Choosing U of G for her undergraduate degree, Zarin was fortunate to secure several research positions in local groups and projects around the world. She had the opportunity to visit and participate in experiments at several international accelerator laboratories such as Vancouver’s TRIUMF (Canada’s particle accelerator Centre), the Heavy Ion Laboratory (HIL) in Warsaw, Poland, and the National Institute of Nuclear Physics (LNL-INFN), in Legnaro, Italy.

Today Zarin is working on an MSc research project building a neutron detector here at U of G that will be installed in conjunction with other radiation detectors at TRIUMF in Vancouver, BC. This detector will enable radiation decay studies that are not currently feasible at the facility, thereby initiating a road to stronger international collaborations.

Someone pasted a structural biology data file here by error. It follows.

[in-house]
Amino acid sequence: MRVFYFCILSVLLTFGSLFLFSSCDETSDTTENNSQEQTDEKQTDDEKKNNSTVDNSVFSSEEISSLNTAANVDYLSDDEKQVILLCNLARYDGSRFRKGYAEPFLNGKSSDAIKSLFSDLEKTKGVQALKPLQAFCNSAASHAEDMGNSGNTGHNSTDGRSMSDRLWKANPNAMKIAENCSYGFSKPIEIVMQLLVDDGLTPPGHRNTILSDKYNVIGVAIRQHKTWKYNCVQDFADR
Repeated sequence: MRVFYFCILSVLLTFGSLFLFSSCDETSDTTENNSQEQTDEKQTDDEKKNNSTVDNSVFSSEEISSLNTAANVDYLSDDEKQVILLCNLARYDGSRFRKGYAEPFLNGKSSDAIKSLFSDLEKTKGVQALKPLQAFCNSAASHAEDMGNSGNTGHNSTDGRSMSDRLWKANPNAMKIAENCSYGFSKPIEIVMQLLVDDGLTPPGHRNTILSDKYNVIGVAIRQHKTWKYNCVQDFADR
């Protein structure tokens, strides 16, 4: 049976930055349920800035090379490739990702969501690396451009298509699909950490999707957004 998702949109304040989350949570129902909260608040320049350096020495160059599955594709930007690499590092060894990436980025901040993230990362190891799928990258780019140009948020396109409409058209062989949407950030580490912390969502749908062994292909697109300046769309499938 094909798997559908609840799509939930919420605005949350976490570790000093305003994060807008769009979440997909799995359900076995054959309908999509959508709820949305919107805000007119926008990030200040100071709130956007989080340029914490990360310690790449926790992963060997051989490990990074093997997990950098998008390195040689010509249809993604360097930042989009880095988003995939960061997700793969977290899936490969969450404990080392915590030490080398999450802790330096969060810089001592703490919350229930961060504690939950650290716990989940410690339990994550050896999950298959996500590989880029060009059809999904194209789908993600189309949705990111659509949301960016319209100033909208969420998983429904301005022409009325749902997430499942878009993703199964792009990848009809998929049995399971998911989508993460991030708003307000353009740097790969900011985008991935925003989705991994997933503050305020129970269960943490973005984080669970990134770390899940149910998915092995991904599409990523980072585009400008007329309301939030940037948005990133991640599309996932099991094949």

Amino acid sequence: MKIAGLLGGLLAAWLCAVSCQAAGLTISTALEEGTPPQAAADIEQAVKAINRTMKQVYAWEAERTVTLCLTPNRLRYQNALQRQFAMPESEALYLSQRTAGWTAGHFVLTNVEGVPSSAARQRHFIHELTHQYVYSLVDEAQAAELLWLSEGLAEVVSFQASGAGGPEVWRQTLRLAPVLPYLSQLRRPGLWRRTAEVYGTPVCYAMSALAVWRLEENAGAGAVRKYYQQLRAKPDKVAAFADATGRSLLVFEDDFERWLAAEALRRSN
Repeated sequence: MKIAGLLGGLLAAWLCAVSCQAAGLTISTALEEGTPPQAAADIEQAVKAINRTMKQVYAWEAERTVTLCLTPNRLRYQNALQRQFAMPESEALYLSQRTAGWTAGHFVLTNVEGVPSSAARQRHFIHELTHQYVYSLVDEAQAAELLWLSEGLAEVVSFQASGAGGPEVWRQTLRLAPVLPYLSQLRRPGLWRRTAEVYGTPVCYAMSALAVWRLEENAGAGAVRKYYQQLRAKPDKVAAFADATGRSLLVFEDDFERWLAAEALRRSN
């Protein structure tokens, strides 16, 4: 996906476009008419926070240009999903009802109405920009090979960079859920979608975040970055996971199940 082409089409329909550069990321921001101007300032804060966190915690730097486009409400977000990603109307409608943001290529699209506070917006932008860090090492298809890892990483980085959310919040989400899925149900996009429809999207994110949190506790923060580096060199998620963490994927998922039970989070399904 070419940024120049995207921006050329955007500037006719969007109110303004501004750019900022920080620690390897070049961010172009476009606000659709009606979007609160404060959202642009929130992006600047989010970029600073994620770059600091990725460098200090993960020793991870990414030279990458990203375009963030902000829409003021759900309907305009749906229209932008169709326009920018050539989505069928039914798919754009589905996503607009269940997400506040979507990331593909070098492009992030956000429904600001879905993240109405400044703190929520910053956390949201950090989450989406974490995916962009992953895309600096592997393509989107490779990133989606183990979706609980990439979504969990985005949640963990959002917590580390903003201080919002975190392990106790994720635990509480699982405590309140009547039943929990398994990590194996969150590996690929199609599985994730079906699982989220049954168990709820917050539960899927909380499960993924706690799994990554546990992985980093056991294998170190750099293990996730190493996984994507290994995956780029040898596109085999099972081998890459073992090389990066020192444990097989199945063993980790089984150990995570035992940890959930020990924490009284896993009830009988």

Zarin knows women need encouragement to pursue STEM, “STEM, and more specifically my research field,    deserves more female representation. Give it a chance, feed your curiosities, trust in your instincts, reach for the stars and never stop asking questions.”

Dr. Yan Yan, Assistant Professor, Computer Science

Dr. Yan Yan is a new hire for CEPS and is excited to integrate her bioinformatics research into the long history of agriculture at the University of Guelph. Growing up in China, Yan discovered her passion for STEM while in high school. She became fascinated with permutations and combinations, particularly how the calculation was performed. Yan did struggle with physics and noted how good the boys were, thinking “maybe girls might not be good at it.” Fortunately, she had a supportive teacher who offered extra help and with more practice and dedicated self-learning Yan caught up on the material.